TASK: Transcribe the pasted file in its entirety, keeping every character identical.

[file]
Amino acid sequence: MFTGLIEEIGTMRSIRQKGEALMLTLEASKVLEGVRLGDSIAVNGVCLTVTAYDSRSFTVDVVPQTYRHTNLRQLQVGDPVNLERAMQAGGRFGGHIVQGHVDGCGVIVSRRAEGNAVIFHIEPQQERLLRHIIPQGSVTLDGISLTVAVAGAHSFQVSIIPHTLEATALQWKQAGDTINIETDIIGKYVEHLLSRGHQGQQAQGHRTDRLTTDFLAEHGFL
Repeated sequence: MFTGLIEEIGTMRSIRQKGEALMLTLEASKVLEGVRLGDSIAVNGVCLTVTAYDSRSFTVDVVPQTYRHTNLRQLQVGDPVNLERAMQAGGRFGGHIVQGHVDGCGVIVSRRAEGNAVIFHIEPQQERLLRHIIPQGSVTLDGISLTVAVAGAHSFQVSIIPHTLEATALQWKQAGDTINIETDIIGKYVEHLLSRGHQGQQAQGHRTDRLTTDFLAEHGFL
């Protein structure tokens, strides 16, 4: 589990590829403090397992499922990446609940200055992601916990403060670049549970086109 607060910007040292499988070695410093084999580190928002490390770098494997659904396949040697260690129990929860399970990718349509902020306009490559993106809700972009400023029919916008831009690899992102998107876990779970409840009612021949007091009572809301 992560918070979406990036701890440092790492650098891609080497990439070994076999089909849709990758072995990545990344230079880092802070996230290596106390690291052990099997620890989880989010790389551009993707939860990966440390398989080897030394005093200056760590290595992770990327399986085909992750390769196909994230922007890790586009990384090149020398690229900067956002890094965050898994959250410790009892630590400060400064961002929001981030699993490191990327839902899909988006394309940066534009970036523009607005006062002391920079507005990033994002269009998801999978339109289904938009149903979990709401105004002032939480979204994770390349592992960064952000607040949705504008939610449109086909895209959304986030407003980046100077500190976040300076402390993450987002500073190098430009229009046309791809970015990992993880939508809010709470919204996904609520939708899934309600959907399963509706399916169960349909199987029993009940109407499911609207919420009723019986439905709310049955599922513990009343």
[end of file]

Amino acid sequence: MFTGLIEEIGTMRSIRQKGEALMLTLEASKVLEGVRLGDSIAVNGVCLTVTAYDSRSFTVDVVPQTYRHTNLRQLQVGDPVNLERAMQAGGRFGGHIVQGHVDGCGVIVSRRAEGNAVIFHIEPQQERLLRHIIPQGSVTLDGISLTVAVAGAHSFQVSIIPHTLEATALQWKQAGDTINIETDIIGKYVEHLLSRGHQGQQAQGHRTDRLTTDFLAEHGFL
Repeated sequence: MFTGLIEEIGTMRSIRQKGEALMLTLEASKVLEGVRLGDSIAVNGVCLTVTAYDSRSFTVDVVPQTYRHTNLRQLQVGDPVNLERAMQAGGRFGGHIVQGHVDGCGVIVSRRAEGNAVIFHIEPQQERLLRHIIPQGSVTLDGISLTVAVAGAHSFQVSIIPHTLEATALQWKQAGDTINIETDIIGKYVEHLLSRGHQGQQAQGHRTDRLTTDFLAEHGFL
């Protein structure tokens, strides 16, 4: 589990590829403090397992499922990446609940200055992601916990403060670049549970086109 607060910007040292499988070695410093084999580190928002490390770098494997659904396949040697260690129990929860399970990718349509902020306009490559993106809700972009400023029919916008831009690899992102998107876990779970409840009612021949007091009572809301 992560918070979406990036701890440092790492650098891609080497990439070994076999089909849709990758072995990545990344230079880092802070996230290596106390690291052990099997620890989880989010790389551009993707939860990966440390398989080897030394005093200056760590290595992770990327399986085909992750390769196909994230922007890790586009990384090149020398690229900067956002890094965050898994959250410790009892630590400060400064961002929001981030699993490191990327839902899909988006394309940066534009970036523009607005006062002391920079507005990033994002269009998801999978339109289904938009149903979990709401105004002032939480979204994770390349592992960064952000607040949705504008939610449109086909895209959304986030407003980046100077500190976040300076402390993450987002500073190098430009229009046309791809970015990992993880939508809010709470919204996904609520939708899934309600959907399963509706399916169960349909199987029993009940109407499911609207919420009723019986439905709310049955599922513990009343």